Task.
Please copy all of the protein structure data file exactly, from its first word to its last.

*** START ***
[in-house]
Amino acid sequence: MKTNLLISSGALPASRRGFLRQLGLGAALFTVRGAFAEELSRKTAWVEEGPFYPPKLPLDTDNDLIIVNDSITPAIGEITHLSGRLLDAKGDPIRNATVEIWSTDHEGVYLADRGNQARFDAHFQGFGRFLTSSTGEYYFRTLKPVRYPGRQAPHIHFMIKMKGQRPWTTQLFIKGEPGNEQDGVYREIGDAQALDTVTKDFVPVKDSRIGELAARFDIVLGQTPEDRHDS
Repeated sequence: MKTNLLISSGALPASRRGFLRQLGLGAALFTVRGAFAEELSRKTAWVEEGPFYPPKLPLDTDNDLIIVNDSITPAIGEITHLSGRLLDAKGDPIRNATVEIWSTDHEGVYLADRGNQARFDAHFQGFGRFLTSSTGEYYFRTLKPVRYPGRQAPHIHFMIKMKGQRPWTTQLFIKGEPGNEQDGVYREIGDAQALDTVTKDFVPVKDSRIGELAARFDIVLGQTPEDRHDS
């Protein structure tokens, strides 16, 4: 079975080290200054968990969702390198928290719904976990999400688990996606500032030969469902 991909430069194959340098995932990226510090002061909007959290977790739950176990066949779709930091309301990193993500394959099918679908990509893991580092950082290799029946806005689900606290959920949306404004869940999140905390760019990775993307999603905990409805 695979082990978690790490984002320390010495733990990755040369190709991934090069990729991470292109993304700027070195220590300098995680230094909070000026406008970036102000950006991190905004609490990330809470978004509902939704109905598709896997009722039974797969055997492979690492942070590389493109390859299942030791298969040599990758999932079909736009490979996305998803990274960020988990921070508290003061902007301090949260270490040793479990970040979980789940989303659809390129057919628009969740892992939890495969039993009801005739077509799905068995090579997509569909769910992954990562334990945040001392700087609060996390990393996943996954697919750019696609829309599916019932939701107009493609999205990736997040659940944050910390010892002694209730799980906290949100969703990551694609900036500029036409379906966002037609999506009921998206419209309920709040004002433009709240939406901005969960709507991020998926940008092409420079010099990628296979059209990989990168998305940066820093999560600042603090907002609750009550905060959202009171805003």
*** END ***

[in-house]
Amino acid sequence: MKTNLLISSGALPASRRGFLRQLGLGAALFTVRGAFAEELSRKTAWVEEGPFYPPKLPLDTDNDLIIVNDSITPAIGEITHLSGRLLDAKGDPIRNATVEIWSTDHEGVYLADRGNQARFDAHFQGFGRFLTSSTGEYYFRTLKPVRYPGRQAPHIHFMIKMKGQRPWTTQLFIKGEPGNEQDGVYREIGDAQALDTVTKDFVPVKDSRIGELAARFDIVLGQTPEDRHDS
Repeated sequence: MKTNLLISSGALPASRRGFLRQLGLGAALFTVRGAFAEELSRKTAWVEEGPFYPPKLPLDTDNDLIIVNDSITPAIGEITHLSGRLLDAKGDPIRNATVEIWSTDHEGVYLADRGNQARFDAHFQGFGRFLTSSTGEYYFRTLKPVRYPGRQAPHIHFMIKMKGQRPWTTQLFIKGEPGNEQDGVYREIGDAQALDTVTKDFVPVKDSRIGELAARFDIVLGQTPEDRHDS
């Protein structure tokens, strides 16, 4: 079975080290200054968990969702390198928290719904976990999400688990996606500032030969469902 991909430069194959340098995932990226510090002061909007959290977790739950176990066949779709930091309301990193993500394959099918679908990509893991580092950082290799029946806005689900606290959920949306404004869940999140905390760019990775993307999603905990409805 695979082990978690790490984002320390010495733990990755040369190709991934090069990729991470292109993304700027070195220590300098995680230094909070000026406008970036102000950006991190905004609490990330809470978004509902939704109905598709896997009722039974797969055997492979690492942070590389493109390859299942030791298969040599990758999932079909736009490979996305998803990274960020988990921070508290003061902007301090949260270490040793479990970040979980789940989303659809390129057919628009969740892992939890495969039993009801005739077509799905068995090579997509569909769910992954990562334990945040001392700087609060996390990393996943996954697919750019696609829309599916019932939701107009493609999205990736997040659940944050910390010892002694209730799980906290949100969703990551694609900036500029036409379906966002037609999506009921998206419209309920709040004002433009709240939406901005969960709507991020998926940008092409420079010099990628296979059209990989990168998305940066820093999560600042603090907002609750009550905060959202009171805003």